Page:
Taj and Coco Off the Streets: Can They Give Up the Wild Life?

Urban Wild Kingdom Part III

2 mins read

Part III in a three part series by EWL resident J.R. Hampton

Once the three weeks of trapping and vet visits are over, things return to normal in the feral cat colony. More or less. It reminds me of the finale of The Wire: there was good and there was bad, but the story didn’t end tied up in a neat bow.

It just ended.

Our urban wild kingdom adventure was kind of like that.

Here’s what happened.

The Kittens

“Hopper” was the first kitten we trapped and in her fear, she bit through the glove of the vet tech handling her during the initial exam. The protocol this particular vet followed called for the animal to be euthanized so the brain tissue could be tested for rabies. I was at work, still in the glow of thinking that I was doing something good for the cats, having caught the first kitten – when the Piedmont Animal Control officer called me to tell me he was on his way to the lab with the decapitated head of Hopper on ice in a bag. I asked him to hold so I could run to a conference room as I lost it, crying. We changed vets.

“Butters” and “Kyle” were caught next and ended up at the Berkeley Shelter for adoption. Kyle found a home. Butters, who at 3 months was already too wild, escaped from a volunteer and spent several days hiding in the wall. When they finally recaptured him, Piedmont Animal Control brought him back to the colony and released him. We have not seen him since.


“Coco [Taylor]” and “Taj [Mahal]” were caught separately and one of the colony caretakers ended up fostering them. She found them a home; the new owner will adopt them in October. Five months old now, they are still a little feral and will require patience. The new owner understands all of this and I think it will work out.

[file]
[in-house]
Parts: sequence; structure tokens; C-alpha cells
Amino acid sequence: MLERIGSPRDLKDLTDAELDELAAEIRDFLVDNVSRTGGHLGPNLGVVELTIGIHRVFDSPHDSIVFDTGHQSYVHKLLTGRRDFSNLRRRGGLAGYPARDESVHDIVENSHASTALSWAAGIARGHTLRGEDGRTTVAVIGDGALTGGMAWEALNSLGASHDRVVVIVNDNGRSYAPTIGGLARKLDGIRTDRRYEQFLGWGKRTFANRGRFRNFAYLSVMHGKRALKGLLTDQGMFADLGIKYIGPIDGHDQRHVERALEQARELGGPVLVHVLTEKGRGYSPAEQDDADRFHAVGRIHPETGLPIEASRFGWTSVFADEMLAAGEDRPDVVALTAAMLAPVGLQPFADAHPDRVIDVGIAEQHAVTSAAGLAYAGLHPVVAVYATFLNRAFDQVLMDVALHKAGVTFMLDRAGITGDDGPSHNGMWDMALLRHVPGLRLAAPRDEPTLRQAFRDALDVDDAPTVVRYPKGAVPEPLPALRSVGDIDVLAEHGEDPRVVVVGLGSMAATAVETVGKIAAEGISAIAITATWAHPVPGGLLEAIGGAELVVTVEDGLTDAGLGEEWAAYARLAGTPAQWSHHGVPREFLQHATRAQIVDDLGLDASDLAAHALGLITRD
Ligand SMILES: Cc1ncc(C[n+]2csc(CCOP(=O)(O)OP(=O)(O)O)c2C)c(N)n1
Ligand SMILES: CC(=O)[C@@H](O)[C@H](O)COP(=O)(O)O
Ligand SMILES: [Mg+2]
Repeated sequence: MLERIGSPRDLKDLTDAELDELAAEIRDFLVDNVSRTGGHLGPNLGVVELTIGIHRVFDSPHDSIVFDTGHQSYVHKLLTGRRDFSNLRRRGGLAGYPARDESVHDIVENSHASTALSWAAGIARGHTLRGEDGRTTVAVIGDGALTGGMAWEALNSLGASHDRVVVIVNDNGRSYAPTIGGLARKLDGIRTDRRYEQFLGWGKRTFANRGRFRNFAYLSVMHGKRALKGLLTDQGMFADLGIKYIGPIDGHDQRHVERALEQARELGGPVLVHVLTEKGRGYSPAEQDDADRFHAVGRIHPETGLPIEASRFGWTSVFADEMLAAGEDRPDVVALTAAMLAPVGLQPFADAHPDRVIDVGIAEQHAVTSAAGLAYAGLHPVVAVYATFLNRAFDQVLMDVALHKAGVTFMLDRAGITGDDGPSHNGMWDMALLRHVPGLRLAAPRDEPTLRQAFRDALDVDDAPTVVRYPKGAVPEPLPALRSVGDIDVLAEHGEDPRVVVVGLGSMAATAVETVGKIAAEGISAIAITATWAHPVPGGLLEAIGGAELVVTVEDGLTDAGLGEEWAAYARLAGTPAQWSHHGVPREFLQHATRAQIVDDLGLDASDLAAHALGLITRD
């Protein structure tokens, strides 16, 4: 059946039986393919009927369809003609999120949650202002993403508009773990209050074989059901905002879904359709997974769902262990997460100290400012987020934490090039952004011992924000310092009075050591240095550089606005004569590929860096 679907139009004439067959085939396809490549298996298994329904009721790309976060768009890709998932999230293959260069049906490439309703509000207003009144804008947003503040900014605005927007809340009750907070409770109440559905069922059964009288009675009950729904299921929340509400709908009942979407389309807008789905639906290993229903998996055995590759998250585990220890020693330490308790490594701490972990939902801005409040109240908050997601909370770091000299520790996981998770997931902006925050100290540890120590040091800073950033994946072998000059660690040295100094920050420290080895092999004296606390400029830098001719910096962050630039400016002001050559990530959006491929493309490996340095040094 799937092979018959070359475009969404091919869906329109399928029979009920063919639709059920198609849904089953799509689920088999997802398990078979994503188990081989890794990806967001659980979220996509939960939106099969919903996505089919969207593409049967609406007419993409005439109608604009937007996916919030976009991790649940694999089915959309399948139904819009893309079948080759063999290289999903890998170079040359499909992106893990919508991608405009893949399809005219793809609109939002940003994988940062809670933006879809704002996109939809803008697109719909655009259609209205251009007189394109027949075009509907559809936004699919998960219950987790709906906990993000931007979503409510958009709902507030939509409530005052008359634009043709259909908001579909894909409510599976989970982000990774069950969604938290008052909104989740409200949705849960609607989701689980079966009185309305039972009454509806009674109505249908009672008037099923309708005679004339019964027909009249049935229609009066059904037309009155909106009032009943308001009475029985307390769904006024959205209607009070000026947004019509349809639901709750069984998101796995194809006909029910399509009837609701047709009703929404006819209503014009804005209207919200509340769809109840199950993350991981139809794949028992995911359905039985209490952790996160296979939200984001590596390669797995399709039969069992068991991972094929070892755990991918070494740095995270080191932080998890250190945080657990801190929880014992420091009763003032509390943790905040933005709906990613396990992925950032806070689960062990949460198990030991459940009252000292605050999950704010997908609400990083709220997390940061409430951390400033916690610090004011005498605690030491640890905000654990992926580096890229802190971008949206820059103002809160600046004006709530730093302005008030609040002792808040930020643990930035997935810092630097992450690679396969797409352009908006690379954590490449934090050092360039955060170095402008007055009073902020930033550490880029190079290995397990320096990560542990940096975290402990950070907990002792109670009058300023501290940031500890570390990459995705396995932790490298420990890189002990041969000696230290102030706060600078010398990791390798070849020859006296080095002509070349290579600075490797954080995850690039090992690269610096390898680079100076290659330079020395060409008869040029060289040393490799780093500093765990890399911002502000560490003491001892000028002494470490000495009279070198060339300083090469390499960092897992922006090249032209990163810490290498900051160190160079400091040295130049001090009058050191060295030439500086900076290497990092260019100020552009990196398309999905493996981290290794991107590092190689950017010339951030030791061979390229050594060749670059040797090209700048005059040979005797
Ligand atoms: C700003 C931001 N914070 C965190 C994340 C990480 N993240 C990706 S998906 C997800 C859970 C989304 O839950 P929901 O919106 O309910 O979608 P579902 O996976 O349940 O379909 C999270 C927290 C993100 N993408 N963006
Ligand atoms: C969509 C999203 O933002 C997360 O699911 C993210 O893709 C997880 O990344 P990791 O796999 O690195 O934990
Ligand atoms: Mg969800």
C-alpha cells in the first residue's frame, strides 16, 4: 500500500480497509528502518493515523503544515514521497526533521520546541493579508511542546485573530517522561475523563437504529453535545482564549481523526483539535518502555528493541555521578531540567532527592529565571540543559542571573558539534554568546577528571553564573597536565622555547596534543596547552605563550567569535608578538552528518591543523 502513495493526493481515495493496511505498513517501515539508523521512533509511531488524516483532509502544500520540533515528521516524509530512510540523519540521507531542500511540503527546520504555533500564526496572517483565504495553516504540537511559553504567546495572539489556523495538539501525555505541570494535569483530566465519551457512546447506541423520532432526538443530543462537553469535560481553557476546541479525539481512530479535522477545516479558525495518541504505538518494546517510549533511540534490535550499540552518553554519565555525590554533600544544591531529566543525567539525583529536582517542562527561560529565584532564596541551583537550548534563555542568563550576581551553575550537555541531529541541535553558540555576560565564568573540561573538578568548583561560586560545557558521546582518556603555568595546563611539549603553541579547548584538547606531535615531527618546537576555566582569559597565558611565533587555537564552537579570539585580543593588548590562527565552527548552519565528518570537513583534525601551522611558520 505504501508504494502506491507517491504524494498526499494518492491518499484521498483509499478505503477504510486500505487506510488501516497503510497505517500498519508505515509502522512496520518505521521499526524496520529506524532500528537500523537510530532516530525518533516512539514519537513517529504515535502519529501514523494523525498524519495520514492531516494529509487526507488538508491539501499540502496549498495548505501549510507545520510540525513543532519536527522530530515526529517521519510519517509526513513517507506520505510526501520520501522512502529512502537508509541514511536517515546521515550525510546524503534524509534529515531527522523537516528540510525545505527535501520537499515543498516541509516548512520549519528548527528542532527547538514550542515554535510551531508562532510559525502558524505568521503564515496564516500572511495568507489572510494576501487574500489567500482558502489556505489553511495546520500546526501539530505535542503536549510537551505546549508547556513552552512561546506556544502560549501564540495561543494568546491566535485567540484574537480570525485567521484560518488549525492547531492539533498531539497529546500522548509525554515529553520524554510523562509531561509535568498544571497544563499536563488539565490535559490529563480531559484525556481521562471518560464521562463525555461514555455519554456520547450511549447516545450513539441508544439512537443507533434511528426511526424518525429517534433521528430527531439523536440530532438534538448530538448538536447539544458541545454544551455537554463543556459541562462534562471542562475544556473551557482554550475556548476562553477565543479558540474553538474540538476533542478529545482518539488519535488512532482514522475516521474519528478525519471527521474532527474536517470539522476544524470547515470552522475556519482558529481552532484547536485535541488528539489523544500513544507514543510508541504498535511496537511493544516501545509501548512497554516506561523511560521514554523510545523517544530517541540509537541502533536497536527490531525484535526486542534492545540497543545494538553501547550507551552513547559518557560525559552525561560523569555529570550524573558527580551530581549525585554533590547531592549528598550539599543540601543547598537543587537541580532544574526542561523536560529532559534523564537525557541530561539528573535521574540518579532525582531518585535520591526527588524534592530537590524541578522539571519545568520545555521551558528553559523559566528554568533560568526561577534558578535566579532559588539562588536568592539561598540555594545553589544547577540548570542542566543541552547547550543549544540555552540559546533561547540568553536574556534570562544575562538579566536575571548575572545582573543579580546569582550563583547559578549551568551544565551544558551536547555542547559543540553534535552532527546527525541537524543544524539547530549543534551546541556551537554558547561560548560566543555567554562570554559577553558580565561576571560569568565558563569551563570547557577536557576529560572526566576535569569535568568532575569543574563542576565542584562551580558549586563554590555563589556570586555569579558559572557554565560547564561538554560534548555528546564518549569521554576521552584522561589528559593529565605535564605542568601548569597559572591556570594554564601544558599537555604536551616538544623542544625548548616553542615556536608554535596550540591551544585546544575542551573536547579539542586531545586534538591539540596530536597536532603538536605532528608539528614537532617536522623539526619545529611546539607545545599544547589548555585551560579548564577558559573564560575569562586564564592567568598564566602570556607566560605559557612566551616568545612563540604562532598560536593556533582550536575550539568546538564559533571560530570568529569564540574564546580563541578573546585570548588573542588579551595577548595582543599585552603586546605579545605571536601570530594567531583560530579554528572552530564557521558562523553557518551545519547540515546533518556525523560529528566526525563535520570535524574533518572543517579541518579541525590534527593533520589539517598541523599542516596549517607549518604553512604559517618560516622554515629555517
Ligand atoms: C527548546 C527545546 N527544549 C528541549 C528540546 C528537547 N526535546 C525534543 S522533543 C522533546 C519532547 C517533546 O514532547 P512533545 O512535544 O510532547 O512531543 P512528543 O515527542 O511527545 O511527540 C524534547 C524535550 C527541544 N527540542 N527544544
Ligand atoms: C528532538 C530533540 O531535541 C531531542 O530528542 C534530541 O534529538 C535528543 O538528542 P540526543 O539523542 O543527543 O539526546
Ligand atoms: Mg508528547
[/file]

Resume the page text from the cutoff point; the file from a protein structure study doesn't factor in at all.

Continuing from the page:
The Adults

“Francesca”, the beautiful but wild mom of the kittens was trapped and released after being vaccinated and neutered. We’ve seen her a few times, but she makes herself scarce. I imagine it’s a conflict for her, in whatever way cats navigate their feline emotional landscape: we are a source of food and at the same time, a source of fear.

“Tibby”, a handsome black male with an amazing silver undercoat tested positive for FIV. Two types of cats test positive: those that have it and those that have been vaccinated. Tibby hadn’t been neutered, but he was so tame you could pick him up and pet him. After boarding him for a week and more tests and asking a woman who has rescued 20,000 feral cats (yes) – we made the best decision we could, which was to release him. He comes by once in a while to visit and grab a bite. I suspect he has some other haunts in the neighborhood, which is fine now that he won’t be fathering any offspring.

“Lolo” or Little Orange, the baby daddy was the only cat we weren’t able to catch. I set traps in every location I thought would disarm him and baited them with the irresistible treats. All of which he ignored. There aren’t any fertile females in our colony at the moment, but since cats have a range of about a mile, its possible he’s still active in the equation of cat math. Lolo is getting tamer, though. My neighbor and I wonder if we can catch him with a net.

I think the net idea signifies that I’ve crossed over into crazy cat lady-dom.

But I know we’ll figure it out.

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J.R. Hampton

Fiction writer and cat aficionado discovered Emeryville in the ’90s, loved it and stayed. Her most recent thriller, "Eidolon" (working title) is out to agents and she's begun work on the second book in the series. Follow Jacqueline on Twitter.

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